Skynet Prime was created, possibly at a distant point in the future, goes rogue, bombs, work camps, human slaves, yadda yadda. Skynet Prime invents time travel and attempts to subvert John Connor Prime as the human resistance leader.

From that moment on, the entire timeline is fractured, and Skynet and John Connor exist in a loop. Every version of Skynet and every version of John Connor are now inevitably linked, but there had to have been a Prime John Connor and a Prime Skynet to start the whole process.

My favorite time loop story is Heinlein's "All You Zombies". It's...unsettling.
 

Huntn

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I'm surprised no one has mentioned The Terminator series yet. It always bothered me that the creators/writers made such an obvious time travel mistake in that series. If my memory holds true the story says that the amazing technology of Skynet was created because of the exposure that the scientist/engineer had to parts remaining from the destroyed Terminator who was sent back to kill Sara Conner in the first place. What?!? That's not possible. Skynet can't be created in the past from it's own technology in the future. In the original timeline Skyline had to be created somehow (without this exposure) so that it could even exist in the future to begin with.
Lol, I did over look that and T1 and T2 are favorite movies. That -is- the time travel paradox, on one hand it's chicken or egg syndrome, on the other, it's self fulfilling prophecy. Maybe the idea was all ready floating around in the engineer's head, and the fragment from the first Terminator just helped him along. But how about Kyle Reese becoming John Connor's father?! As I recall somewhere in the there Sara Connor says somthing like "it's hard to wrap your head around". Personally, from a practical standpoint, I view time travel stories as cleaver science fiction, but still can enjoy them. :):)
 
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Roller

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Bill and Ted's Excellent Adventure was another.
Yes, that film was most excellent! Strange things were indeed afoot at the Circle K. I bet Keanu Reeves cringes whenever anyone mentions that movie.

The book Replay, by Ken Grimwood, is also one of my favorites in the very broad sense of time travel. It's about a man who dies and wakes up as his 18-year-old self, but with all his memories intact. It's a great read that I've wished would be made into a movie since I first came across it about 25 years ago.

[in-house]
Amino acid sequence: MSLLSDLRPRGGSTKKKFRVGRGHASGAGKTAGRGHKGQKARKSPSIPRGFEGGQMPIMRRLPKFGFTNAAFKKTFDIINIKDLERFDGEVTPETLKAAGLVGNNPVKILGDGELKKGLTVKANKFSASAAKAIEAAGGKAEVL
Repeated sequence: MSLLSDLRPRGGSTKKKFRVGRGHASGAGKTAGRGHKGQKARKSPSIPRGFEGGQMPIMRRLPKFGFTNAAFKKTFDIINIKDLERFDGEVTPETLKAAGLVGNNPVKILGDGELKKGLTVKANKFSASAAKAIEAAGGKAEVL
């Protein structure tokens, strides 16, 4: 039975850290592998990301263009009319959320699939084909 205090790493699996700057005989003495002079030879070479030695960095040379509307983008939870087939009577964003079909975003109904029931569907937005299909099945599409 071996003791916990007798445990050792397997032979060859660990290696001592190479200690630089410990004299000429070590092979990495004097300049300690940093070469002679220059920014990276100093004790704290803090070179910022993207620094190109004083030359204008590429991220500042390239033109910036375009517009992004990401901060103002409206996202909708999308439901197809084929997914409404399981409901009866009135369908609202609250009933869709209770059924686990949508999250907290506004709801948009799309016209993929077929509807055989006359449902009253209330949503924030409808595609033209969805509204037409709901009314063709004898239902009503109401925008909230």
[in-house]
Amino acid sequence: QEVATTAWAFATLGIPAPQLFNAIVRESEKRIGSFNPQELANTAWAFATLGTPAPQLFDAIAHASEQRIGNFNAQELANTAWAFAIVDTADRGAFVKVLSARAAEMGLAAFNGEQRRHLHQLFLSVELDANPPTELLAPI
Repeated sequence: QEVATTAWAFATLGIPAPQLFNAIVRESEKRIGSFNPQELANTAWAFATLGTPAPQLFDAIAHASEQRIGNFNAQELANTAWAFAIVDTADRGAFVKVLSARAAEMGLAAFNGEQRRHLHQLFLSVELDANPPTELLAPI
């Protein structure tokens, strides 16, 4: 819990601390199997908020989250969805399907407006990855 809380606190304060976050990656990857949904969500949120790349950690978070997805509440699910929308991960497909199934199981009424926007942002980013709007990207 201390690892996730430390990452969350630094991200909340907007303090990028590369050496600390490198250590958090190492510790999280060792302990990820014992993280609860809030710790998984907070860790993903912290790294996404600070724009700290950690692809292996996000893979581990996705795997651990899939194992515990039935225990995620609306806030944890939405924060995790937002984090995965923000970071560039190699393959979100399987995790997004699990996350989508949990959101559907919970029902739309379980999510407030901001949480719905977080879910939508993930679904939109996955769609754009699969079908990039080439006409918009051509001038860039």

Huntn

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Not favorite- Terminator Genisys (2015). What results when you have too many time lines, resulting in a convoluted mess, and/or are just trying to hard to milk it, resulting in a sore teat and brain trying to keep all the variances connected and coherent. :p
 
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Huntn

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Star Trek: The Next Generation: Yesterday's Enterprise. One of my all time favorite episodes of any tv series.
I remember thinking how mean to kill Tasha Yar off until I realized she decided to leave. For anyone not familiar, this was a reprisal of that role. Of interest she had been originally cast as Deanna Troy, but got switched and was frustrated with the limited nature of her role as compared to other characters. All Goood Things stands as my favorite time paradox STNG episodes.
 

C DM

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Star Trek: The Next Generation: Yesterday's Enterprise. One of my all time favorite episodes of any tv series.
I remember thinking how mean to kill Tasha Yar off until I realized she decided to leave. For anyone not familiar, this was a reprisal of that role. Of interest she had been originally cast as Deanna Troy, but got switched and was frustrated with the limited nature of her role as compared to other characters. All Goood Things stands as my favorite time paradox STNG episodes.
I'm a fan of pretty much all of the time travel (and non-time travel) ST episodes, and somehow Cause and Effect always comes up in my mind as one of the more interesting (although in some ways simpler) ones--not as much as time travel per se, but more of time repetition in a sense.
 

ucfgrad93

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I'm a fan of pretty much all of the time travel ST episodes, and somehow Cause and Effect always comes up in my mind as one of the more interesting (although in some ways simpler) ones--not as much as time travel as time repetition in a sense.
I had forgotten about that one. Also one of my favorites.